A small lithography school in the Chilean island is yielding marvelously intricate works, but needs support to restock dwindling supplies.
Between May 1979 and January 1987, the East Village Eye breathlessly covered the East Village art scene. Indiscriminate in its interests, the magazine charted the rise of hip hop, graffiti, and punk, and is widely credited with contributing to the intermingling of several New York scenes.
Franklin Sirmans, curator of contemporary art at Los Angeles County Museum of Art (LACMA), has replaced Cameron as artistic director for Prospect.3: Notes for Now, the biennial’s latest installment. So there is a lot riding on Prospect.3, which opens on October 25 — especially for Sirmans, whose role at the helm takes him beyond the museum and into the expanse of a multi-venue biennial for the first time.
LOS ANGELES — In a world where art seems to consist primarily of hyper-conceptual art school verbiage, it’s a relief to go to a museum show and actually have something to see. The California-Pacific Triennial, now on view at the Orange County Museum of Art in Newport Beach, Calif., definitely offers a feast for the eyes: paintings, video, light and sound installations, embroideries, synthetic skeletons, dead roses, a pop interpretation of Bernini (complete with Truck Nutz) and stoneware sculptures of little girls squatting in ways that are as innocent as they are bawdy.
Fans of visual art in the Crescent City should rejoice that there’s a new guide in town that will make things a little easier. Multi-disciplinary designer Erik Kiesewetter joined forces with three others to create a free printed bi-monthly gallery guide listing for the visual arts in New Orleans that launches next month, Catalogue.
New Orleans is a city of excess: we eat more good food, show more skin (at least during Carnival season), and have more fun than just about any other city in the United States, or anywhere. And when the Prospect.1 art biennial rolled into town in the fall of 2008, we could add “see more great art” to that list as well. Hopes were high that the followup would match or even exceed the scope and ambition of curator Dan Cameron’s first installment (81 artists! 39 countries! 22 venues!). But it’s not 2008 any more, and Prospect New Orleans has become subject to the New Austerity too.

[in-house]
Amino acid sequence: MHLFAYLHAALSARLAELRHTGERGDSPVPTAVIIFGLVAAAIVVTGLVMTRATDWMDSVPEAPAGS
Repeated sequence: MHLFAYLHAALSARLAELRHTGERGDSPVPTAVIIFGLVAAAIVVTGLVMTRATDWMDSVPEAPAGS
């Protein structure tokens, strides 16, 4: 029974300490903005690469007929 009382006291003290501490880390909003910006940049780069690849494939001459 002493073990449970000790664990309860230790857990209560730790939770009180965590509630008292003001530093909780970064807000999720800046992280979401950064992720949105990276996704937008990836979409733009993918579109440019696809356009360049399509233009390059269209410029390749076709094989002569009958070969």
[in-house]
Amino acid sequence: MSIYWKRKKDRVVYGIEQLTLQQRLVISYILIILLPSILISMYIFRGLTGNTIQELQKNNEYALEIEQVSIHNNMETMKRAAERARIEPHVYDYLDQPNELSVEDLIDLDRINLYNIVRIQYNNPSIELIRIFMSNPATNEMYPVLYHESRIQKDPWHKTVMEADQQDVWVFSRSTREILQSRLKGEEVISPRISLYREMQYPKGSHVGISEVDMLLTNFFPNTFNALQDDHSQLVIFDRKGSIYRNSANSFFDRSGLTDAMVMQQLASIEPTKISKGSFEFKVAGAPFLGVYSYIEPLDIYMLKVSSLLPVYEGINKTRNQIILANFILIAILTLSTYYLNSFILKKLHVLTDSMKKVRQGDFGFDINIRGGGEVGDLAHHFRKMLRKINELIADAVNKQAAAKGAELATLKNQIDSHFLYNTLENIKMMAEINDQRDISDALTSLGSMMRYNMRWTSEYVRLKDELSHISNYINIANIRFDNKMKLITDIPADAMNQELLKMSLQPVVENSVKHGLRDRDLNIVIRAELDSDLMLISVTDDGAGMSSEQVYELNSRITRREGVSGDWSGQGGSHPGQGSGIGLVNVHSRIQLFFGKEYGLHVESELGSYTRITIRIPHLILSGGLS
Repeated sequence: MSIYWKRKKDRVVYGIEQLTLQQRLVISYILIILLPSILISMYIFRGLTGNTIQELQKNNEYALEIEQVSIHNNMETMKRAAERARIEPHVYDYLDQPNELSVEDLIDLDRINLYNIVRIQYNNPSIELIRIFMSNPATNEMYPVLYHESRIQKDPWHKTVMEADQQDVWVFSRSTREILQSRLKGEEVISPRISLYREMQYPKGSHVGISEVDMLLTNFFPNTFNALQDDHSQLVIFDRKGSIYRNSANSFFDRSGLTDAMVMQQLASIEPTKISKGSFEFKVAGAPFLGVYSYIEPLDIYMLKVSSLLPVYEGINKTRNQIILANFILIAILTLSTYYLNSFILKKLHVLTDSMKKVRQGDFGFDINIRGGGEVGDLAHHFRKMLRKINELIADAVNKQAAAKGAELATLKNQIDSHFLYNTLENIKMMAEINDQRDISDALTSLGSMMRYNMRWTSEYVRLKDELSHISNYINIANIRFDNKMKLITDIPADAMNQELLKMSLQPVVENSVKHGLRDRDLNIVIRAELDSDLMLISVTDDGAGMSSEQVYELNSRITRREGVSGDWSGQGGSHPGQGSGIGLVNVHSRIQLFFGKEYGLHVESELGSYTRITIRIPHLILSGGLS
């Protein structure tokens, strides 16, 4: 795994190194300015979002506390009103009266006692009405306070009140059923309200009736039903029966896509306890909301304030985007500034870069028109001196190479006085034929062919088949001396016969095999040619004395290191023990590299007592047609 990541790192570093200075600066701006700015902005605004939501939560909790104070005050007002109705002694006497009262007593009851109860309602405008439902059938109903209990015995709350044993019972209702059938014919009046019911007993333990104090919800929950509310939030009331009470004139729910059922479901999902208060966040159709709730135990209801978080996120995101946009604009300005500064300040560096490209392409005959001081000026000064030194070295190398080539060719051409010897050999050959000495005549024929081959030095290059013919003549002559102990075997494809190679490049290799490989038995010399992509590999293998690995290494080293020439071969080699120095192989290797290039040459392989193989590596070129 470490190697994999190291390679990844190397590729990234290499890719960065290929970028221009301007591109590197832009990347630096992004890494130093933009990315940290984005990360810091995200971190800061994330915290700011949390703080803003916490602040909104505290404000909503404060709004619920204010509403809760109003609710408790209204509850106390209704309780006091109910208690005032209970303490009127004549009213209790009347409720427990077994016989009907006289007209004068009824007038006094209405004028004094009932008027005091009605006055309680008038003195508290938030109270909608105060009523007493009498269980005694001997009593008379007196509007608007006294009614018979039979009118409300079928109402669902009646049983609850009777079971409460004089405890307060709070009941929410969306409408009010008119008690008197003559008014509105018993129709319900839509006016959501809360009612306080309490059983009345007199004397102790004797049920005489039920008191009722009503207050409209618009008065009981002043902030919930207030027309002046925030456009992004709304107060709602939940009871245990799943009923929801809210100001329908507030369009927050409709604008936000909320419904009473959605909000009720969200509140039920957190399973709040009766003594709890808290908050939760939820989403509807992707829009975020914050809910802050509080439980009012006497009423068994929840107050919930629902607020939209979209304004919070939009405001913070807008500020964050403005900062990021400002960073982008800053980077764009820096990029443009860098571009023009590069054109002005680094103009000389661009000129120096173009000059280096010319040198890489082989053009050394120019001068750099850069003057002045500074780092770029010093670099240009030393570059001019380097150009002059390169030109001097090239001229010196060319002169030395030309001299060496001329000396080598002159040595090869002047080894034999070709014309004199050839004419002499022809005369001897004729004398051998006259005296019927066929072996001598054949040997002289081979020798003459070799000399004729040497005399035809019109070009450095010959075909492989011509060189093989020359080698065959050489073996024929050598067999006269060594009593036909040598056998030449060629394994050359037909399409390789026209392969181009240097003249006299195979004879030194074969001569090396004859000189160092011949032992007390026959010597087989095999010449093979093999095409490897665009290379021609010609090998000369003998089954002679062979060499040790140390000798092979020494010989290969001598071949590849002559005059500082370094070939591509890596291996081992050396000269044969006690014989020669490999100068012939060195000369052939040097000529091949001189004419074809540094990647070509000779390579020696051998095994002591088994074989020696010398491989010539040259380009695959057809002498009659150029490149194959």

Prospect.1 New Orleans was the biggest biennial ever staged on US soil, and that’s the least of the accomplishments of Dan Cameron’s 2008 exhibition. The show brought attention to what continues to be an area badly damaged by disaster and in danger of falling out of the public eye. Prospect 1.0 was a symbol of the resurgence of the city and the ability of contemporary art to provoke, possibly the height of the current biennial miracle vogue. The exhibition collected an international crew of artists and brought them to New Orleans to create projects that reacted to a local context. But two years later, what’s on for the show’s next incarnation?
New Orleans — The captain’s flight-deck announcement that we were now making our final descent towards New Orleans jolted me from a very uneasy sleep. The three-hour flight was my first prolonged opportunity to get prolonged (i.e. 3-hours rest) after a late night train ride, to a later night Long Island Railroad Road ride, to a crack-of-dawn flight departure from the 24-hour nightmare microcity that is New York’s JFK airport.
Confused and groggy I peered out the window as we began our descent. With eyes as bleary as my thoughts, I decided that I was surveying Gulf waters from some 25,000 feet. What are those dark streaks? I thought. Is that oil? Oh my god, that’s oil. There’s still oil everywhere. Holy shit. Oh no. They ruined the Gulf.
Join NURTUREart’s Artist Registry to submit work for the 2010 NURTUREart Benefit at Ziehersmith Gallery and have your work viewed by prominent art world figures Dan Cameron, Ceci Moss, Jane Panetta, and Krista Saunders.